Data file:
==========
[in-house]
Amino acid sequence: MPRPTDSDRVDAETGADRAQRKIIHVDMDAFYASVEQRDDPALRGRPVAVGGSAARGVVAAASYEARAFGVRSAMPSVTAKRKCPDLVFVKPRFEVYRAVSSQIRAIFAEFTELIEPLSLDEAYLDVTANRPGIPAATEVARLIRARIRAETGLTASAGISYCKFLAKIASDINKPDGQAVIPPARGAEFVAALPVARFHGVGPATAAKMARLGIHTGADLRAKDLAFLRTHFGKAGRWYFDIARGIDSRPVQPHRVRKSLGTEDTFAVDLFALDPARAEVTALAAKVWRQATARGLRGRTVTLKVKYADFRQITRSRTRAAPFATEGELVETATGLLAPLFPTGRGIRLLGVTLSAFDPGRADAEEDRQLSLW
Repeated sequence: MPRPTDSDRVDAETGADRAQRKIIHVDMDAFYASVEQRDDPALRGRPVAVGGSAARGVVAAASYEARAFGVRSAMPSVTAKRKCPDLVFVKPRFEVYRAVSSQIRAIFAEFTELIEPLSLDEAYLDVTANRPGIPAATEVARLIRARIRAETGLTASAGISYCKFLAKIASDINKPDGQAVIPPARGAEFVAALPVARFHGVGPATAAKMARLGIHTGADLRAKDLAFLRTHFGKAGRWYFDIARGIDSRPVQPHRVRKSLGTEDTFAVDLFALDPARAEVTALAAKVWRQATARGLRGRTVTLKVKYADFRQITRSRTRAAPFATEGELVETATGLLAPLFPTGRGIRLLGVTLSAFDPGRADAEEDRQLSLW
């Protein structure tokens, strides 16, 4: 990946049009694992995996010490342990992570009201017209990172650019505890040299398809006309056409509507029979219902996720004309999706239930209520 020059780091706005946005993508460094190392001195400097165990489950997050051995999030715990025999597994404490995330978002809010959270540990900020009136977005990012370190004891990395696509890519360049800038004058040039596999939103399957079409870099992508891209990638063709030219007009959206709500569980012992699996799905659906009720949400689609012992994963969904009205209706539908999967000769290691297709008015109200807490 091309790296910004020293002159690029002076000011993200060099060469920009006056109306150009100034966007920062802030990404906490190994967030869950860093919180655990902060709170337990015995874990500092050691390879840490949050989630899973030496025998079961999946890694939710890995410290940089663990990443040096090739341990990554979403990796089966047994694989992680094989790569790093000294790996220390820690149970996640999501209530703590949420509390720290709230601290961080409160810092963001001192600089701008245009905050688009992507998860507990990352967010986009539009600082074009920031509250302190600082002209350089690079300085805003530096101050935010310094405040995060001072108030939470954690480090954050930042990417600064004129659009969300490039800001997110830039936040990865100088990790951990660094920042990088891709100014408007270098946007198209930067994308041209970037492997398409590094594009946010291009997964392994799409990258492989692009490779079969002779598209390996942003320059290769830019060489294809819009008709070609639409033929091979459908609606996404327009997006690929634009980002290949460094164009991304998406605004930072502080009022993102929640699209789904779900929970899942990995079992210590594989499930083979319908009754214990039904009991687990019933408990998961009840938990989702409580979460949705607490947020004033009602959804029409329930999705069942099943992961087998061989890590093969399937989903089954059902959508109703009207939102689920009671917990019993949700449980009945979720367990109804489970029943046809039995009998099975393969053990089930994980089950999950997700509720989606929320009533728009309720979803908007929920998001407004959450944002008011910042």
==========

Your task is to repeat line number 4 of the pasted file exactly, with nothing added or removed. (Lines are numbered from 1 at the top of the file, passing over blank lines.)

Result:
């Protein structure tokens, strides 16, 4: 990946049009694992995996010490342990992570009201017209990172650019505890040299398809006309056409509507029979219902996720004309999706239930209520 020059780091706005946005993508460094190392001195400097165990489950997050051995999030715990025999597994404490995330978002809010959270540990900020009136977005990012370190004891990395696509890519360049800038004058040039596999939103399957079409870099992508891209990638063709030219007009959206709500569980012992699996799905659906009720949400689609012992994963969904009205209706539908999967000769290691297709008015109200807490 091309790296910004020293002159690029002076000011993200060099060469920009006056109306150009100034966007920062802030990404906490190994967030869950860093919180655990902060709170337990015995874990500092050691390879840490949050989630899973030496025998079961999946890694939710890995410290940089663990990443040096090739341990990554979403990796089966047994694989992680094989790569790093000294790996220390820690149970996640999501209530703590949420509390720290709230601290961080409160810092963001001192600089701008245009905050688009992507998860507990990352967010986009539009600082074009920031509250302190600082002209350089690079300085805003530096101050935010310094405040995060001072108030939470954690480090954050930042990417600064004129659009969300490039800001997110830039936040990865100088990790951990660094920042990088891709100014408007270098946007198209930067994308041209970037492997398409590094594009946010291009997964392994799409990258492989692009490779079969002779598209390996942003320059290769830019060489294809819009008709070609639409033929091979459908609606996404327009997006690929634009980002290949460094164009991304998406605004930072502080009022993102929640699209789904779900929970899942990995079992210590594989499930083979319908009754214990039904009991687990019933408990998961009840938990989702409580979460949705607490947020004033009602959804029409329930999705069942099943992961087998061989890590093969399937989903089954059902959508109703009207939102689920009671917990019993949700449980009945979720367990109804489970029943046809039995009998099975393969053990089930994980089950999950997700509720989606929320009533728009309720979803908007929920998001407004959450944002008011910042």